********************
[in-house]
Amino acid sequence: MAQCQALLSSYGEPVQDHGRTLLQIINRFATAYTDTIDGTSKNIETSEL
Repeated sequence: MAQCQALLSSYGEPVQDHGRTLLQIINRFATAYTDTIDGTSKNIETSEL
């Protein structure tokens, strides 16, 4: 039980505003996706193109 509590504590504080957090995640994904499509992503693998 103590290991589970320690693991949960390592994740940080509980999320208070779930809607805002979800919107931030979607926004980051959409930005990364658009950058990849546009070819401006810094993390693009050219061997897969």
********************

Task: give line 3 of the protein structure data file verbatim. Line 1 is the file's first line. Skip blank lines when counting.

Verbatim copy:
Repeated sequence: MAQCQALLSSYGEPVQDHGRTLLQIINRFATAYTDTIDGTSKNIETSEL